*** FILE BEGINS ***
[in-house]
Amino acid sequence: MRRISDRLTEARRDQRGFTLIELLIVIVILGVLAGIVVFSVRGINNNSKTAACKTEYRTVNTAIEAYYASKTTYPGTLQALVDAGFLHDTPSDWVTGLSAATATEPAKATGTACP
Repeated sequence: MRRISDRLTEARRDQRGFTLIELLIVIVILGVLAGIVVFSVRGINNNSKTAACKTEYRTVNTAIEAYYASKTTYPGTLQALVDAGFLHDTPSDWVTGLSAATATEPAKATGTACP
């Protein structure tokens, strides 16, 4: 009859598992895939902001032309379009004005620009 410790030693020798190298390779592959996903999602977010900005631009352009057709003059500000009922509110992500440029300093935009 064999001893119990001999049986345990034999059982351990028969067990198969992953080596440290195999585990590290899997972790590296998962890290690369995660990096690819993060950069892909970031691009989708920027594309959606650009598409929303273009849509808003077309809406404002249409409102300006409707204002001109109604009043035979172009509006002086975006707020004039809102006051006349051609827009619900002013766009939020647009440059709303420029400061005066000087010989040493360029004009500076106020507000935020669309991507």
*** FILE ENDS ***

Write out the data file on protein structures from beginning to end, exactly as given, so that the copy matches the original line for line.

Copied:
[in-house]
Amino acid sequence: MRRISDRLTEARRDQRGFTLIELLIVIVILGVLAGIVVFSVRGINNNSKTAACKTEYRTVNTAIEAYYASKTTYPGTLQALVDAGFLHDTPSDWVTGLSAATATEPAKATGTACP
Repeated sequence: MRRISDRLTEARRDQRGFTLIELLIVIVILGVLAGIVVFSVRGINNNSKTAACKTEYRTVNTAIEAYYASKTTYPGTLQALVDAGFLHDTPSDWVTGLSAATATEPAKATGTACP
């Protein structure tokens, strides 16, 4: 009859598992895939902001032309379009004005620009 410790030693020798190298390779592959996903999602977010900005631009352009057709003059500000009922509110992500440029300093935009 064999001893119990001999049986345990034999059982351990028969067990198969992953080596440290195999585990590290899997972790590296998962890290690369995660990096690819993060950069892909970031691009989708920027594309959606650009598409929303273009849509808003077309809406404002249409409102300006409707204002001109109604009043035979172009509006002086975006707020004039809102006051006349051609827009619900002013766009939020647009440059709303420029400061005066000087010989040493360029004009500076106020507000935020669309991507």